HOME  |  NEWS  |  BLOGS  |  MESSAGES  |  FEATURES  |  VIDEOS  |  WEBINARS  |  INDUSTRIES  |  FOCUS ON FUNDAMENTALS
  |  REGISTER  |  LOGIN  |  HELP
<<  <  Page 3/3
Ann R. Thryft
User Rank
Blogger
Re: Medical yes, military no
Ann R. Thryft   6/26/2013 1:53:10 PM
NO RATINGS
COTS is definitely a two-edged sword. You're right about the cost savings. But it's also true that the idea of using Microsoft Windows for critical DoD platforms, let alone the Global Information Grid, left a lot of people scratching their heads. Some things should NOT be open platform.

Rob Spiegel
User Rank
Blogger
Re: Medical yes, military no
Rob Spiegel   6/26/2013 1:25:47 PM
NO RATINGS
I think the move to COTS was a good idea in most applications. It helped end -- or curtail -- the $700 hammer and the Golden Fleece awards.

Ann R. Thryft
User Rank
Blogger
Re: Medical yes, military no
Ann R. Thryft   6/26/2013 12:36:13 PM
NO RATINGS
You're right, Rob, there are such regulations. But there also used to be regulations, or just habits, against using open-platform software & hardware, and those got overturned when COTS was born.

Rob Spiegel
User Rank
Blogger
Re: Outsourced to Europe and North America
Rob Spiegel   6/25/2013 11:21:56 PM
NO RATINGS
Yes, Asia was certainly the largest wave. As well as PCs, it was everything electronic.

But, as Bob Dylan said, "Things have changed."

In the first quarter of 2013, after a number of years, North America again became the worlds laregest manufacturer, passing China.

 

Charles Murray
User Rank
Blogger
Outsourced to Europe and North America
Charles Murray   6/25/2013 8:00:14 PM
NO RATINGS
It's intersting to note that the majority of the outsourcing goes to North America and Europe. My immediate reaction when I hear the word "oursourcing" is Asia, because so much of the PC industry's work is done in Asia.

Rob Spiegel
User Rank
Blogger
Re: Medical yes, military no
Rob Spiegel   6/25/2013 7:56:42 PM
NO RATINGS
Ann, I think there are regulations preventing outsourcing of military devices. As for medical, I also am not surprised, espeically knowing that that the U.S. has a very robust EMS industry.

Ann R. Thryft
User Rank
Blogger
Medical yes, military no
Ann R. Thryft   6/25/2013 3:18:05 PM
NO RATINGS
Thanks for this report, Rob. It sure makes sense that neither one of these industries wanted to outsource manufacturing, especially not to offshore it. I'd be very surprised if the defense industry ever went for that. But I'm not totally surprised about medical devices, given their growing electronics content: that makes a lot of sense.

<<  <  Page 3/3


Partner Zone
Latest Analysis
Some humanoid walking robots are also good at running, balancing, and coordinated movements in group settings. Several of our sports robots have won regional or worldwide acclaim in the RoboCup soccer World Cup, or FIRST Robotics competitions. Others include the world's first hockey-playing robot and a trash-talking Scrabble player.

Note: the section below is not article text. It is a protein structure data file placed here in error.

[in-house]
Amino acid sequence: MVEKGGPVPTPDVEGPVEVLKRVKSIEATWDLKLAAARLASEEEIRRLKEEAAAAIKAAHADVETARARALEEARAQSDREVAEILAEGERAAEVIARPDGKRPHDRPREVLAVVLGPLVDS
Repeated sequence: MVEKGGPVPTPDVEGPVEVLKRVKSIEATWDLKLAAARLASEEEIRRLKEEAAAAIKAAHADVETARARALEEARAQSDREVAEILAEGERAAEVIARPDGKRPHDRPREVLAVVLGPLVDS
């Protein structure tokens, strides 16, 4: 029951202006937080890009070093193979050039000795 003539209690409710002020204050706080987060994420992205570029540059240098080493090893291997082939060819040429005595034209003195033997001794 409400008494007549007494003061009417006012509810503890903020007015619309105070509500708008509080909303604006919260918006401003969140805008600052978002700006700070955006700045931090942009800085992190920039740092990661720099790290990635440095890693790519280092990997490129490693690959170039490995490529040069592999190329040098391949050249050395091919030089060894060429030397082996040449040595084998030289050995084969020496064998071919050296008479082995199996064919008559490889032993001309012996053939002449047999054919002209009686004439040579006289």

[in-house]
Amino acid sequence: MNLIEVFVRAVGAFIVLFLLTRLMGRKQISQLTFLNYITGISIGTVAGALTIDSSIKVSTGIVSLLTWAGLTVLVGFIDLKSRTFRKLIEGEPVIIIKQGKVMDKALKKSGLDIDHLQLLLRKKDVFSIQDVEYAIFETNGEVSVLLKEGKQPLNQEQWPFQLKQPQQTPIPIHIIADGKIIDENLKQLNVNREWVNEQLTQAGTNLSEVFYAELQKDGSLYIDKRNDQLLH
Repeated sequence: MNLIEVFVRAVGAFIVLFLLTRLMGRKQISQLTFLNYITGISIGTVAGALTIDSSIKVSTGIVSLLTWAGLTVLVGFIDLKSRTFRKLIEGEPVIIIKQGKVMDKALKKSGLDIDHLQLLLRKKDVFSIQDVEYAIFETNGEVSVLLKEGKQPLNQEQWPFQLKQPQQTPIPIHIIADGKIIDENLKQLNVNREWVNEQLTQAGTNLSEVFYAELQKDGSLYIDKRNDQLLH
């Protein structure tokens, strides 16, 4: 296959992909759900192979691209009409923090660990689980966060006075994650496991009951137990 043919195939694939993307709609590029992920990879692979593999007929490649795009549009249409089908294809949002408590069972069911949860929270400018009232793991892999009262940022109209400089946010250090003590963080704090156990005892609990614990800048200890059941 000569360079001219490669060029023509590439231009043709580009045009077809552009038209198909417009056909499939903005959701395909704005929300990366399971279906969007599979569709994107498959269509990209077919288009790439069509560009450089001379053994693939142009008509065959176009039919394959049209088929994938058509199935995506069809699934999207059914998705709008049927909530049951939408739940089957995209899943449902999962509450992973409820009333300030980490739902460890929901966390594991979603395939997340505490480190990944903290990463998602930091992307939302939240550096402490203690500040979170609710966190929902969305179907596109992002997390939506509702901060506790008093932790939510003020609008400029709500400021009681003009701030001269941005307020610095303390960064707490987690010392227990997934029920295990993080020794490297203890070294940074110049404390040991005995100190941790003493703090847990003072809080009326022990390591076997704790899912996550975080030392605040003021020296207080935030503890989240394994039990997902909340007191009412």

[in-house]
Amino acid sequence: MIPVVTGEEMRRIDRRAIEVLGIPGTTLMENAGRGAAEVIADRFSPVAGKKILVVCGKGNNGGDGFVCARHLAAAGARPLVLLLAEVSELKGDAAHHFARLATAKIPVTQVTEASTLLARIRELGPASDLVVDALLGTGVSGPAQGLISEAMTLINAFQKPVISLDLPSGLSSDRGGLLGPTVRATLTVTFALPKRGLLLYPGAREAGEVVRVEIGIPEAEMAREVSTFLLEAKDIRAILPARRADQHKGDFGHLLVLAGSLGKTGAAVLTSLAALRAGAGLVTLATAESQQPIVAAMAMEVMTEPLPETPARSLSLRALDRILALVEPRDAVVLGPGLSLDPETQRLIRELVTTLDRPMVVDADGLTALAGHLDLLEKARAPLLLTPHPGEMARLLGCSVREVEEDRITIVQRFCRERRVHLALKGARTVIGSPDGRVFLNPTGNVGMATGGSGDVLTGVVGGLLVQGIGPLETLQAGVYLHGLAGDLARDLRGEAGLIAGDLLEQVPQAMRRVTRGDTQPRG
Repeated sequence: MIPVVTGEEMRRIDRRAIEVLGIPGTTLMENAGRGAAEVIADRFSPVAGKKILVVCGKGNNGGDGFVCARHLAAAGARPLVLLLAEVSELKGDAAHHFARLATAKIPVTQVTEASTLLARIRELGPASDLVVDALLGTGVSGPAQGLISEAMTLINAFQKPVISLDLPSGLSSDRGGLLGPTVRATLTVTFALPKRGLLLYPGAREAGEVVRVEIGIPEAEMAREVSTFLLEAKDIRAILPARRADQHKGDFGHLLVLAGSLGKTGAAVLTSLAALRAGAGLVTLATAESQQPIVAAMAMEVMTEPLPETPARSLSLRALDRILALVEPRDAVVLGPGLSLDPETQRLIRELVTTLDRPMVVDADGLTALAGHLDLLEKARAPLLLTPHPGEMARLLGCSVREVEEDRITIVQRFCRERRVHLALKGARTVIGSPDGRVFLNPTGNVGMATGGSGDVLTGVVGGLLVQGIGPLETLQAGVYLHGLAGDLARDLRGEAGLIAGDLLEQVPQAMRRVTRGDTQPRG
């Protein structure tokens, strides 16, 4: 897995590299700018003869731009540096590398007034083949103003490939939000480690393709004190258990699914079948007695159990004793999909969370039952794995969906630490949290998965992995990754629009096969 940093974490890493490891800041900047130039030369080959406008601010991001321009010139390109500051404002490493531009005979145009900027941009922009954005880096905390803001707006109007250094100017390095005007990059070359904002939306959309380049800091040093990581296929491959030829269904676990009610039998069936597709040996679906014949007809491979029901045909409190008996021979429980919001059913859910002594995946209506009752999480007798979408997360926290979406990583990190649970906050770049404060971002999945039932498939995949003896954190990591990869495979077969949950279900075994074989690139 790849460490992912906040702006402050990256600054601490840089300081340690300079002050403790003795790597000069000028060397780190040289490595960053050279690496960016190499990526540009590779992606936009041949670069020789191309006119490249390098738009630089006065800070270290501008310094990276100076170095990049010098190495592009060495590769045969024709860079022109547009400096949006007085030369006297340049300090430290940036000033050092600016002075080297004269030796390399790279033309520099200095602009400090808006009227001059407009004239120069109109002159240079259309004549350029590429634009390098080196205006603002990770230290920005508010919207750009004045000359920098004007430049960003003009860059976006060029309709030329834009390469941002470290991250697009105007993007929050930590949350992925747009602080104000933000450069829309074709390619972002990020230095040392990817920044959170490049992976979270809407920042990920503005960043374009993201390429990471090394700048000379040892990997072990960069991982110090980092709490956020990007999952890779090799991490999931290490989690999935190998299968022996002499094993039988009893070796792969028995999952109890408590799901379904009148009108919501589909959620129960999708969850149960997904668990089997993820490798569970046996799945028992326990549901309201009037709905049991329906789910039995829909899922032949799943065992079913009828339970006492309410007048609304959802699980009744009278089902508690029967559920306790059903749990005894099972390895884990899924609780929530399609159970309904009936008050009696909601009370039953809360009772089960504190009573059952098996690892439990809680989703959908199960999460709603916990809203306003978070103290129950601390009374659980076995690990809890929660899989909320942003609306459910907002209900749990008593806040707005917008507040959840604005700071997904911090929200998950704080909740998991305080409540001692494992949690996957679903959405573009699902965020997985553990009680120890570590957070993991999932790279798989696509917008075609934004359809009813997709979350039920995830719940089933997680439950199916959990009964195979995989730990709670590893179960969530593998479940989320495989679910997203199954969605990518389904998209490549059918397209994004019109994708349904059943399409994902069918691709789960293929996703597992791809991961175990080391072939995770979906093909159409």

Sherlock Ohms highlights stories told by engineers who have used their deductive reasoning and technical prowess to troubleshoot and solve the most perplexing engineering mysteries.
Melissa Cavanagh of 3DP Unlimited talked to Design News about the company’s large format 3D printer, during Medical Design and Manufacturing Midwest.
The DDV-IP is a two-wheeled self-balancing robot that can deliver cold beverages to thirsty folks on hot summer days. A wireless RF remote enables manual control of the device beyond the act of self-balancing. All of the features of the DDV-IP result in an effective delivery vehicle while providing entertainment to the user.
Eric Doster of iFixit talks about the most surprising aspect of the Microsoft Surface Pro 3 teardown. In a presentation at Medical Design & Manufacturing Midwest, iFixit gave the Surface Pro 3 a score of one (out of a possible 10) for repairability.
More:Blogs|News
Design News Webinar Series
10/7/2014 8:00 a.m. California / 11:00 a.m. New York
9/25/2014 11:00 a.m. California / 2:00 p.m. New York
9/10/2014 11:00 a.m. California / 2:00 p.m. New York
7/23/2014 11:00 a.m. California / 2:00 p.m. New York
Quick Poll
The Continuing Education Center offers engineers an entirely new way to get the education they need to formulate next-generation solutions.
Oct 20 - 24, How to Design & Build an Embedded Web Server: An Embedded TCP/IP Tutorial
SEMESTERS: 1  |  2  |  3  |  4  |  5  |  6


Focus on Fundamentals consists of 45-minute on-line classes that cover a host of technologies. You learn without leaving the comfort of your desk. All classes are taught by subject-matter experts and all are archived. So if you can't attend live, attend at your convenience.
Next Class: 10/28-10/30 11:00 AM
Sponsored by Stratasys
Next Class: 10/28-10/30 2:00 PM
Sponsored by Gates Corporation
Learn More   |   Login   |   Archived Classes
Twitter Feed
Design News Twitter Feed
Like Us on Facebook

Sponsored Content

Technology Marketplace

Copyright © 2014 UBM Canon, A UBM company, All rights reserved. Privacy Policy | Terms of Service